If the programmer has created a method in Java to perform some action, but later as part of the requirement the programmer wants the same method to act on different parameters, then the coder can simply use the feature of method overloading in Java. This will allow the programmer to create the methods of performing similar functions with the same name so that they do not have to remember the names later.

Advantages of Performing Method Overloading in Java

Below are some of the advantages of method overloading in Java:

  • It improves the readability of the written code.
  • It adds cleanliness to the code written.
  • It can be used on constructors also so that we can create different objects by passing different data.
  • It gives the programmers the flexibility of calling different methods with similar names.
  • Overloaded methods can have different return types.

Must Read: Career in Java

Rules for Method Overloading in Java

  • The first rule is to change the method signature. Method signature refers to the number of arguments, the sequence of parameters, and the data type of parameters.
  • If we only change the return type of the method keeping the method name and arguments the same, then this will not be the method overloading but will give rise to a compilation error.

Important Points about Method Overloading in Java

  • Any code written in Java cannot have methods with the same name. If we create 2 methods with the same name in Java, it will throw a compilation error.
  • This can be achieved through method overloading. Method overloading allows programmers to write two or more than two methods with the same name, but different parameter lists.
  • Method overloading in Java is similar to constructor overloading. The only difference is method overloading occurs for the methods defined in the class while constructor overloading is for the constructor methods of the class.
  • In method overloading, the overloaded methods have a different list of parameters. It has nothing to do with the return type of the method. As an example; if two methods are having the same name and same list of parameters, but different return types, then this is not method overloading in Java, but is an invalid case.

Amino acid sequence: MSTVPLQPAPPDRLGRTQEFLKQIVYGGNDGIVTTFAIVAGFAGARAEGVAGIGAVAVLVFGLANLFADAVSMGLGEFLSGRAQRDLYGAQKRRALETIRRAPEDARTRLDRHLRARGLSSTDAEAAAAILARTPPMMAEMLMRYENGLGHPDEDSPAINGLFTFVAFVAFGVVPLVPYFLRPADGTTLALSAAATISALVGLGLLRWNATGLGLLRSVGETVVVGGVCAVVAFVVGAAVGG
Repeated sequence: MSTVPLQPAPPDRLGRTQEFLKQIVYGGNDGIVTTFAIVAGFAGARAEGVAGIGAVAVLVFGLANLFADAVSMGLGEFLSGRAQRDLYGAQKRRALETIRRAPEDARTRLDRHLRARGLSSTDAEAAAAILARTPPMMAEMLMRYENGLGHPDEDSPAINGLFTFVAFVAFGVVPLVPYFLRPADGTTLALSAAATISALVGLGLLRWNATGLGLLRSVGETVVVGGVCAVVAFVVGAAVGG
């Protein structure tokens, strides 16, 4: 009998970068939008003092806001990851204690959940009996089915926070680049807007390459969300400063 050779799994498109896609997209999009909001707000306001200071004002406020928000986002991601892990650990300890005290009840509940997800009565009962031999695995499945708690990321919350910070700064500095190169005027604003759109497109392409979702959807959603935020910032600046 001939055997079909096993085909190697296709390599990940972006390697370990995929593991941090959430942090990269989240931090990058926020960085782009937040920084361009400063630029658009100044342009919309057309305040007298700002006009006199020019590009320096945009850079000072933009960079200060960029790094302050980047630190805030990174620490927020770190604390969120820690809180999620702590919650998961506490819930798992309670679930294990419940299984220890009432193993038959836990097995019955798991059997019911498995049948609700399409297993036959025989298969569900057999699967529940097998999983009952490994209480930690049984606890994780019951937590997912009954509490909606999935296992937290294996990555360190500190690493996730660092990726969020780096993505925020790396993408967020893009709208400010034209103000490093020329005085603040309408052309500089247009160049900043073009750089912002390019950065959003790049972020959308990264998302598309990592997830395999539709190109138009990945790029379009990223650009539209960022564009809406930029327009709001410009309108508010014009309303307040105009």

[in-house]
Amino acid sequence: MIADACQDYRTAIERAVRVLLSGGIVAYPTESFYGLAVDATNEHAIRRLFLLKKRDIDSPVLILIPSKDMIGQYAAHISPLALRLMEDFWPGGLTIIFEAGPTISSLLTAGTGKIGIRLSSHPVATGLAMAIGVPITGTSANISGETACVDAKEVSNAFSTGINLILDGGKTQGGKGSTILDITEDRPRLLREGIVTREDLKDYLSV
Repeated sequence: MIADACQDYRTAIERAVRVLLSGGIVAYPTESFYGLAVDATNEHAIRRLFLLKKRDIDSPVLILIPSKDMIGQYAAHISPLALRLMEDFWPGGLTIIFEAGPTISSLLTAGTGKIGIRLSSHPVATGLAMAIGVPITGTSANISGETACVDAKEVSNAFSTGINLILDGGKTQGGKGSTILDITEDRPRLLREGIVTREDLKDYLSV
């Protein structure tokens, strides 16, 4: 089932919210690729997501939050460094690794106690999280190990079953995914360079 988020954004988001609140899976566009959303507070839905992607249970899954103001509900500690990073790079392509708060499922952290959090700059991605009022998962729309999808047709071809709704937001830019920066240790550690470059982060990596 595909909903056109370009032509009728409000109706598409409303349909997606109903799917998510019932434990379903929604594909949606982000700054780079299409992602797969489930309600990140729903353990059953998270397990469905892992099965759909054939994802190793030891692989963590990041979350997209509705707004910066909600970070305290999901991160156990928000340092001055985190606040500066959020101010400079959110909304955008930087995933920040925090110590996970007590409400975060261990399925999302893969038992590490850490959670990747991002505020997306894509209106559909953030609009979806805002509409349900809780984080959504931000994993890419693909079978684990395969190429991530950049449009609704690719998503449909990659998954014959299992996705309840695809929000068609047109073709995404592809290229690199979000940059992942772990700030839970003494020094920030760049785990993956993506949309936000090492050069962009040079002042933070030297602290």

Method 1: int Add (float, float)

Method 2: float Add (float, float)

This is the invalid case of method overloading as both the Add() methods have the same name and same list of parameters.

Below is the code that explains the Method Overloading in Java:

Class sum{

               private int a;

               private int b;

               private int c;

               private int d;

               int public add(int a, int b){

                               int c;

                               c=a+b;

                               return c;

               }

               int public add(int a, float b){

                               int c;

                               c=a+b;

                               return c;

               }

               int public add(float a, float b){

                               int c;

                               c=a+b;

                               return c;

               }

               int public add(float a, int b, int c){

                               int d;

                               d=a+b+c;

                               return d;

               }

 

}

Public static void main (String[]args)

{

               // Creating object of the class in main method

               sum obj1 = new sum();

               sum1=obj1.add(10,20);

               sum2=obj1.add(10,55.5);

               sum3=obj1.add(110.5,25.5);

               sum4=obj1.add(10,20,30);

}

Also Read: Pattern Programs in Java

Conclusion

In this article, the Method Overloading in Java was discussed in detail, explaining its types, rules, and advantages. The topic was explained in-depth with the help of examples.